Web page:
Agencies Should Look Beyond DevOps to DevSecOps

As Federal agencies adopt DevOps practices to shorten development cycles and increase deployment frequency, security must be interwoven into every aspect of the process from design, through coding, testing, release, and operation.

DevOps, a moniker that is a combination of development and operations, is now morphing into DevSecOps as organizations and security professionals rethink how they develop, manage, and secure applications. A primary goal of DevSecOps is to break down barriers and open collaboration between development, security, and operations organizations. DevSecOps is a software engineering culture as well as a practice that advocates automation and monitoring throughout the software development lifecycle.

The Department of Agriculture is seeking support for DevSecOps as the department moves into Phase II of standing up its five IT Modernization Centers of Excellence (CoEs). In a solicitation released at the end of July, USDA said it is seeking “multiple pools of support to assist in cloud adoption, infrastructure optimization, data center consolidation, application migration, cloud portfolio management, and DevSecOps support.”

The Departments of Homeland Security and Veterans Affairs, General Services Administration and Environmental Protection Agency are among those breaking the mold in DevOps, Elizabeth Lawler, vice president of DevOps security with CyberArk, wrote in MeriTalk in May. So, it is highly likely that agency managers adopting DevOps will interweave security more into the process as they modernize information technology infrastructures, experts say.

Feds Moving to Software Factory Approach

“The Federal government has gotten very savvy about software development,” said Adam Clater, chief architect with Red Hat U.S. Public Sector. “What I’m beginning to see in the Federal government, at least in large programs where it is available, is a move to [the concept of] software factory development.”

This entails the development of a platform on which software is created, plus all the automation from code scanning to testing to operation. All of that will be owned and operated by an agency or contractor. “Who is going to own it? I don’t know, that will be [determined] agency by agency,” Clater said. “The important fact is that agency managers understand that they need rigorous standardization and automation to build applications because these processes will lead to scalability and better security.”

It is also important for agencies to recognize that DevSecOps is a cultural change. “For a lot of organizations, these meetings are the first time they have all three organizations together in the same room. That is amazing from a communications perspective, and empowering for everyone who has a seat at the table,” he said.

Clater recommended some points that agency managers should consider as they establish DevSecOps programs.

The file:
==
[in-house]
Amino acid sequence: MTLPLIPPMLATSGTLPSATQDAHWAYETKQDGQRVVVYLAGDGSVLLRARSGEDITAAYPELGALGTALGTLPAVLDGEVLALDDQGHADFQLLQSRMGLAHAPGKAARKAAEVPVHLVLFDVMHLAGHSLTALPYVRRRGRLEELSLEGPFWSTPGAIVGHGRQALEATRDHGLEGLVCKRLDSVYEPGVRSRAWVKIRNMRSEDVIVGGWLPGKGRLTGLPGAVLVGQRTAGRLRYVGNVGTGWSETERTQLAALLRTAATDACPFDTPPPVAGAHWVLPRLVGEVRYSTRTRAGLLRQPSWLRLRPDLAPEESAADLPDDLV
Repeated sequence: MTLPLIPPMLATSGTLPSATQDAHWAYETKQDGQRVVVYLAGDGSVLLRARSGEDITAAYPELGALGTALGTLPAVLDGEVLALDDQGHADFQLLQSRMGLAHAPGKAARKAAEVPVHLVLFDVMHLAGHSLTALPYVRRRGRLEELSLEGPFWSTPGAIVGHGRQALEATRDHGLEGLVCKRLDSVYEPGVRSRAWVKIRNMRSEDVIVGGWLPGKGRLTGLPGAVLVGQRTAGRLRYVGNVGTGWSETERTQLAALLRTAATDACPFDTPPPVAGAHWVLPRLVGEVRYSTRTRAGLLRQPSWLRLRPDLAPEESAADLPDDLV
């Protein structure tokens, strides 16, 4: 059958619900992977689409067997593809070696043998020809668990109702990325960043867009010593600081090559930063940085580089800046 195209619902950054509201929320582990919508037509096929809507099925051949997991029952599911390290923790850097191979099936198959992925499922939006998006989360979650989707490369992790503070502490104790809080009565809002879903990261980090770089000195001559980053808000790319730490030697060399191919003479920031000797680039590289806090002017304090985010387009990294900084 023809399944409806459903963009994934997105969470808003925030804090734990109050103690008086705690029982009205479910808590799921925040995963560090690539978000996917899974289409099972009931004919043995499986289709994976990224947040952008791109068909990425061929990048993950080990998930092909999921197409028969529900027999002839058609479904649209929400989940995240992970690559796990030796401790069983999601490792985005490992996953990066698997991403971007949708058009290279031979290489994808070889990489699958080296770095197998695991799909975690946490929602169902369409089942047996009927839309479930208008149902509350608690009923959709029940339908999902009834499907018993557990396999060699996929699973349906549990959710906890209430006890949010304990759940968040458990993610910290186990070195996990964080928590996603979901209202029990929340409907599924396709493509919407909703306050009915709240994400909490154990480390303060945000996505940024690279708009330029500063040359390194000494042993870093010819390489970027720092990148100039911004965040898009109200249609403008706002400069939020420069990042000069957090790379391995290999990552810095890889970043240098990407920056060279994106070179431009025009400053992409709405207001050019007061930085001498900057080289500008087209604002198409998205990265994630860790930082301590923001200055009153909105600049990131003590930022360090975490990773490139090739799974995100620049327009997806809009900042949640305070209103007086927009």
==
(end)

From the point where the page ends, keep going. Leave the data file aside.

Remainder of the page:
1. Agencies should start small as they build a team. “You want to learn how your organization needs to change and adapt to the new practices and culture. So, start with a small, iterative process to learn and adapt,” he said.
  2. Celebrate success. Don’t be afraid to make mistakes or fail.
  3. Fail fast. This is not the concept that the entire initiative is going to fail. Instead, developers might write code today and commit it to the main branch finding that it doesn’t function or serve the needs of users as anticipated. The problem can then be resolved the next day, moving forward. Getting the total involvement of the team, having a small footprint, and small focus on daily changes adds up to greater progress as the application is built.
  4. Be able to adapt to change. There is a big focus in government and industry on moving to cloud infrastructures. The cloud and technology are constantly changing. So, success should be measured by how well your organization can adapt to change rather than a move of everything to the cloud.

Security Vulnerability Testing Lags Behind Threats

As threats increase and pressure to protect applications and data grows more intense, two new technologies, namely behavioral analytics and machine learning, are expected to help improve application and overall security, according to a report released by FreeForm Dynamics and CA Technologies.

“Today security testing of vulnerabilities always lags behind known threats, increasing the requirement for continuous testing throughout the entire software lifecycle. Machine learning (ML) and behavioral analytics may enable more prescriptive lifecycle vulnerability testing. But beyond this, ML could also soon make it possible for apps to be able to make decisions on sensitive data access in real time, essentially helping improve the security of the app as it is being used,” according to the report, Integrating Security Into The DNA of Your Software Lifecycle.

As Booz Allen Hamilton analysts Jimmy Pham and Bill Ott noted in their blog on 5 Myths of Adopting DevSecOps, agencies cannot buy DevSecOps. It is a methodology that lets cross-functional teams integrate technologies and collaborate during the software development lifecycle. Agencies can buy tools such as continuous integration and release management, “but it’s really your delivery teams that make it happen.” They are the ones driving continual improvement in this cultural and paradigm shift.

Recent